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Waymo Debuts Self-Driving Cargo Truck In Atlanta

Waymo, formerly known as Google's self-driving car project, is making its self-driving truck debut in metro Atlanta on March 12, 2018.
Waymo, formerly known as Google's self-driving car project, is making its self-driving truck debut in metro Atlanta on March 12, 2018.
Credit Courtesy of Waymo.

If you spot a large white and blue cargo truck that says “Waymo” on the side driving through Atlanta this week, take a closer look. It’s likely the driver will not have his hands on the wheel.

Next week, Waymo, formerly known as Google’s self-driving car project, is making its self-driving truck debut in metro Atlanta.

“Atlanta is one of the biggest logistics hubs in the country, making it a natural home for Google’s logistical operations and the perfect environment for our next phase of testing Waymo’s self-driving trucks,” the company wrote in a blog post.

It’s the first delivery truck in Waymo’s self-driving truck fleet and it will be the first to carry cargo to Google data centers.

Ed Crowell, president of the Georgia Motor Trucking Association, predicts it will be at least five years before autonomous trucks are mainstream in metro Atlanta.

“Probably half a decade away before you see it on any kind of regular basis and even at that, you’ll see it in very specific corridors,” Crowell said.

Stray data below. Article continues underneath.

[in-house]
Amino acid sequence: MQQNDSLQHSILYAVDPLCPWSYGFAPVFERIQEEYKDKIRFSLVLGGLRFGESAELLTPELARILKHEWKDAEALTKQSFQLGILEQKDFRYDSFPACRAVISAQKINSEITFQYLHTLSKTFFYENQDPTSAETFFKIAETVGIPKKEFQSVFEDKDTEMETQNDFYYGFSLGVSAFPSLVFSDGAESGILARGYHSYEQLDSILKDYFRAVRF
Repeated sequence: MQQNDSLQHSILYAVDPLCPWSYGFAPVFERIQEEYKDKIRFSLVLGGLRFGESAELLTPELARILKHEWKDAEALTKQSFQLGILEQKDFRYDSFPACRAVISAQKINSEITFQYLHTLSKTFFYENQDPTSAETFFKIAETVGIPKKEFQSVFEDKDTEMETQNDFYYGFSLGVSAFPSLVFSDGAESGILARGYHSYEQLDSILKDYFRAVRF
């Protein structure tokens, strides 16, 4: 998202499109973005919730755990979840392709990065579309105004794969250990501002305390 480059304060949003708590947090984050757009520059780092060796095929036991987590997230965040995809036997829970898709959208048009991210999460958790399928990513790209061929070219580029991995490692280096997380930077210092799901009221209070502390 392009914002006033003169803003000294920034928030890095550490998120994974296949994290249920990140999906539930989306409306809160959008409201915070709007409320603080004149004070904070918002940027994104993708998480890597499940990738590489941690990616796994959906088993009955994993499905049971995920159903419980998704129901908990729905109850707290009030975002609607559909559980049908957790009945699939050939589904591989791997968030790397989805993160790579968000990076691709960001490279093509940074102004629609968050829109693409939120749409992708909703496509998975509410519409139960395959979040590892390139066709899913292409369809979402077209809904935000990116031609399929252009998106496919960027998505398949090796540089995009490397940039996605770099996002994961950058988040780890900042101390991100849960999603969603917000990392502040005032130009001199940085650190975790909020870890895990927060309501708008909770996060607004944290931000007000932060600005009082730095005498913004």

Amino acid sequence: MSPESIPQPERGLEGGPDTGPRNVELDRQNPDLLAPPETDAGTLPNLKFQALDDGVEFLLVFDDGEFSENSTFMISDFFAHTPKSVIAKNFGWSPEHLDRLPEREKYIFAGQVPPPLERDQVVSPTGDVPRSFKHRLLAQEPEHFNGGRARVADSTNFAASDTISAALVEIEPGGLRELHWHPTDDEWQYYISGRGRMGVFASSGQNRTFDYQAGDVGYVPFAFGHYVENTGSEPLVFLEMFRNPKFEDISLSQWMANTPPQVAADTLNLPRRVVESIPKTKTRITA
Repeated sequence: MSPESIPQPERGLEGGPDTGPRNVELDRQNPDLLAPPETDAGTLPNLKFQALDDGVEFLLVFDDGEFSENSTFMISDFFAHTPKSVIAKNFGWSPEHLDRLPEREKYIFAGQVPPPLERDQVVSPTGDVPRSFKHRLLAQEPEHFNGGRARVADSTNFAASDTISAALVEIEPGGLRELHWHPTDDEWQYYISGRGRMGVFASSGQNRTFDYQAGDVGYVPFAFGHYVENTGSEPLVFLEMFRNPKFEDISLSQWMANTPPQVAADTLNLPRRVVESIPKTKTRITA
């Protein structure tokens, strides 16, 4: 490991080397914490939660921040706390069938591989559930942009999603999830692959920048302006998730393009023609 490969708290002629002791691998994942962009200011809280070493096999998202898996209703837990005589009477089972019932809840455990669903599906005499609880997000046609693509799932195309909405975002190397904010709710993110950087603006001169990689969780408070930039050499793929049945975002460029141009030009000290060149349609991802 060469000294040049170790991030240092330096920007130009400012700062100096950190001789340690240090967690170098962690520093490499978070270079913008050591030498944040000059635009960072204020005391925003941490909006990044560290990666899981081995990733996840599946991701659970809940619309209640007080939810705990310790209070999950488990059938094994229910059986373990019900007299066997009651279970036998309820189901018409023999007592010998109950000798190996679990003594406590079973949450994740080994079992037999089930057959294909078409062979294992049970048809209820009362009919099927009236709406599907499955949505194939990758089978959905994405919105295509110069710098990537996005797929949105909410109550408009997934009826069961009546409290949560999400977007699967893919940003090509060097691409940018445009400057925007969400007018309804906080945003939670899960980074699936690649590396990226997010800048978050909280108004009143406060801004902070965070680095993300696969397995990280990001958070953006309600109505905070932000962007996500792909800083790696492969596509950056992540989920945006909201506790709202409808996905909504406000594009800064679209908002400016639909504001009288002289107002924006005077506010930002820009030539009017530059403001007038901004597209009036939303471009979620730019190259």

But the Georgia Department of Transportation says roads here are ready for self-driving trucks and that it didn’t make any changes for Waymo.

“This will likely be the future of what we see on our roadways,” Dale said. “But we are watching the same as everyone else in metro Atlanta to see how private industry will advance autonomous vehicles, autonomous freight networks.”

The company says the self-driving truck will be operating on both highways and surface streets in metro Atlanta.

The truck will use custom-built sensors in its self-driving minivans and the same self-driving software of its cars in Arizona.

“Our software is learning to drive big rigs in much the same way a human driver would after years of driving passenger cars. The principles are the same, but things like braking, turning, and blind spots are different with a fully-loaded truck and trailer,” Waymo wrote in a blog post.

The Atlanta pilot program will have a test driver at all times.

Waymo did not say how many trucks would be part of the project or the timeline of the pilot project.

Atlanta-based shipping company UPS said it is not testing self-driving trucks in Atlanta at this time.